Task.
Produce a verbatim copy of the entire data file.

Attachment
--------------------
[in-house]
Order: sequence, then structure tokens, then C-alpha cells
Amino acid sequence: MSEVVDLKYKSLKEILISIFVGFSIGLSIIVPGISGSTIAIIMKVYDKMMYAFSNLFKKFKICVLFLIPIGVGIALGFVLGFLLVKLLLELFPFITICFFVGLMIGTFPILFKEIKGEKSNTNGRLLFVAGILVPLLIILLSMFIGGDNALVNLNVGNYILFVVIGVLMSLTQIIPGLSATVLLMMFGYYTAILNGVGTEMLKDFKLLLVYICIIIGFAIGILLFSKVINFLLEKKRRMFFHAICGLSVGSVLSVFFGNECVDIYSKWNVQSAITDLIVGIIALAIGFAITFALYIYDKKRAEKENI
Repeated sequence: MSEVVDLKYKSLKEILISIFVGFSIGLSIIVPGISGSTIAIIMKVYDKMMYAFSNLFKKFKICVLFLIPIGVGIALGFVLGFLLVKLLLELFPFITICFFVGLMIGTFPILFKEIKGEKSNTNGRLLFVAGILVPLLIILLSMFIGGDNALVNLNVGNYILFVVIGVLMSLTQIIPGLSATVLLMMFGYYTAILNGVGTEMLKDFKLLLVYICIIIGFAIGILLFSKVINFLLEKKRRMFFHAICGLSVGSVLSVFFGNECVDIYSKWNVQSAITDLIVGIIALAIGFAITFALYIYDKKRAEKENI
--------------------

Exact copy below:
[in-house]
Order: sequence, then structure tokens, then C-alpha cells
Amino acid sequence: MSEVVDLKYKSLKEILISIFVGFSIGLSIIVPGISGSTIAIIMKVYDKMMYAFSNLFKKFKICVLFLIPIGVGIALGFVLGFLLVKLLLELFPFITICFFVGLMIGTFPILFKEIKGEKSNTNGRLLFVAGILVPLLIILLSMFIGGDNALVNLNVGNYILFVVIGVLMSLTQIIPGLSATVLLMMFGYYTAILNGVGTEMLKDFKLLLVYICIIIGFAIGILLFSKVINFLLEKKRRMFFHAICGLSVGSVLSVFFGNECVDIYSKWNVQSAITDLIVGIIALAIGFAITFALYIYDKKRAEKENI
Repeated sequence: MSEVVDLKYKSLKEILISIFVGFSIGLSIIVPGISGSTIAIIMKVYDKMMYAFSNLFKKFKICVLFLIPIGVGIALGFVLGFLLVKLLLELFPFITICFFVGLMIGTFPILFKEIKGEKSNTNGRLLFVAGILVPLLIILLSMFIGGDNALVNLNVGNYILFVVIGVLMSLTQIIPGLSATVLLMMFGYYTAILNGVGTEMLKDFKLLLVYICIIIGFAIGILLFSKVINFLLEKKRRMFFHAICGLSVGSVLSVFFGNECVDIYSKWNVQSAITDLIVGIIALAIGFAITFALYIYDKKRAEKENI